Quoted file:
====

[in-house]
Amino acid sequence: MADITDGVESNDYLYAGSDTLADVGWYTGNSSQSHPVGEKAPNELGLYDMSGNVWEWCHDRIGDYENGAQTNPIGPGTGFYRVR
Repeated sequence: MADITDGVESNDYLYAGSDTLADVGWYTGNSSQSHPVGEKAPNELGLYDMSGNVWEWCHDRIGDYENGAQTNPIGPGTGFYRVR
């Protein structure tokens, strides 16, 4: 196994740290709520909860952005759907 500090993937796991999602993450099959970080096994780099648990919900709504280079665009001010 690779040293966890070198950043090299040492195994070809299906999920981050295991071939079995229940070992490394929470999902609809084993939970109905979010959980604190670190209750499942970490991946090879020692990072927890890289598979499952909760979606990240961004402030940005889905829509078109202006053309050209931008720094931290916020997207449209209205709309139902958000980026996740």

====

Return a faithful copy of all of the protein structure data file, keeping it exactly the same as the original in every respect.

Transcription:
[in-house]
Amino acid sequence: MADITDGVESNDYLYAGSDTLADVGWYTGNSSQSHPVGEKAPNELGLYDMSGNVWEWCHDRIGDYENGAQTNPIGPGTGFYRVR
Repeated sequence: MADITDGVESNDYLYAGSDTLADVGWYTGNSSQSHPVGEKAPNELGLYDMSGNVWEWCHDRIGDYENGAQTNPIGPGTGFYRVR
């Protein structure tokens, strides 16, 4: 196994740290709520909860952005759907 500090993937796991999602993450099959970080096994780099648990919900709504280079665009001010 690779040293966890070198950043090299040492195994070809299906999920981050295991071939079995229940070992490394929470999902609809084993939970109905979010959980604190670190209750499942970490991946090879020692990072927890890289598979499952909760979606990240961004402030940005889905829509078109202006053309050209931008720094931290916020997207449209209205709309139902958000980026996740």